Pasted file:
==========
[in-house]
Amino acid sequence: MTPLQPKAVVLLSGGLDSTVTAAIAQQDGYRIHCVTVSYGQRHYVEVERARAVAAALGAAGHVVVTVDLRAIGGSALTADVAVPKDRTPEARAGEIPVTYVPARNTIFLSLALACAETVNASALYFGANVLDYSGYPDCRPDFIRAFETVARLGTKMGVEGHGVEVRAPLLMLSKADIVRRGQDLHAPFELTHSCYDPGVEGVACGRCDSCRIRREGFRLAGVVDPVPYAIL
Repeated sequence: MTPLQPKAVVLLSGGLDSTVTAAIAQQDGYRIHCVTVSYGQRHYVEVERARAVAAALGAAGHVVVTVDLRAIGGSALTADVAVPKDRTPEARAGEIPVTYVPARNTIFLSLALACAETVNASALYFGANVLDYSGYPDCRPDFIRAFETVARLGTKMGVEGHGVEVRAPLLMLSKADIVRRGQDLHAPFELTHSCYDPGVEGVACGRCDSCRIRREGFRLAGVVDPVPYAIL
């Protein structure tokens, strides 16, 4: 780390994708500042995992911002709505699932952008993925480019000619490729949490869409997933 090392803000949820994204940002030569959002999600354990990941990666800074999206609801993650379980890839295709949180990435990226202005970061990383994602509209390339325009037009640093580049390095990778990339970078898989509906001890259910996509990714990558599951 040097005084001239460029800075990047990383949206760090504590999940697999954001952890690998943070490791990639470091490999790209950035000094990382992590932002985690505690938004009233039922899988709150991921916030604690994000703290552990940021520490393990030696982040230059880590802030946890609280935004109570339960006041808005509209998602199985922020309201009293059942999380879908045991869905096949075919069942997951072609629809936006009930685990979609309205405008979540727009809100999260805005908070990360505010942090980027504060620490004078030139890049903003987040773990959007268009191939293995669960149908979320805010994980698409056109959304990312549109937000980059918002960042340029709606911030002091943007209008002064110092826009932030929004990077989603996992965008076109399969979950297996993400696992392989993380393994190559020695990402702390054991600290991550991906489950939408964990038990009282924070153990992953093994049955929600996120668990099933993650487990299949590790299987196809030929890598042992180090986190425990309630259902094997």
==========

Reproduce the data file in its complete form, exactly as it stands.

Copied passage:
[in-house]
Amino acid sequence: MTPLQPKAVVLLSGGLDSTVTAAIAQQDGYRIHCVTVSYGQRHYVEVERARAVAAALGAAGHVVVTVDLRAIGGSALTADVAVPKDRTPEARAGEIPVTYVPARNTIFLSLALACAETVNASALYFGANVLDYSGYPDCRPDFIRAFETVARLGTKMGVEGHGVEVRAPLLMLSKADIVRRGQDLHAPFELTHSCYDPGVEGVACGRCDSCRIRREGFRLAGVVDPVPYAIL
Repeated sequence: MTPLQPKAVVLLSGGLDSTVTAAIAQQDGYRIHCVTVSYGQRHYVEVERARAVAAALGAAGHVVVTVDLRAIGGSALTADVAVPKDRTPEARAGEIPVTYVPARNTIFLSLALACAETVNASALYFGANVLDYSGYPDCRPDFIRAFETVARLGTKMGVEGHGVEVRAPLLMLSKADIVRRGQDLHAPFELTHSCYDPGVEGVACGRCDSCRIRREGFRLAGVVDPVPYAIL
């Protein structure tokens, strides 16, 4: 780390994708500042995992911002709505699932952008993925480019000619490729949490869409997933 090392803000949820994204940002030569959002999600354990990941990666800074999206609801993650379980890839295709949180990435990226202005970061990383994602509209390339325009037009640093580049390095990778990339970078898989509906001890259910996509990714990558599951 040097005084001239460029800075990047990383949206760090504590999940697999954001952890690998943070490791990639470091490999790209950035000094990382992590932002985690505690938004009233039922899988709150991921916030604690994000703290552990940021520490393990030696982040230059880590802030946890609280935004109570339960006041808005509209998602199985922020309201009293059942999380879908045991869905096949075919069942997951072609629809936006009930685990979609309205405008979540727009809100999260805005908070990360505010942090980027504060620490004078030139890049903003987040773990959007268009191939293995669960149908979320805010994980698409056109959304990312549109937000980059918002960042340029709606911030002091943007209008002064110092826009932030929004990077989603996992965008076109399969979950297996993400696992392989993380393994190559020695990402702390054991600290991550991906489950939408964990038990009282924070153990992953093994049955929600996120668990099933993650487990299949590790299987196809030929890598042992180090986190425990309630259902094997």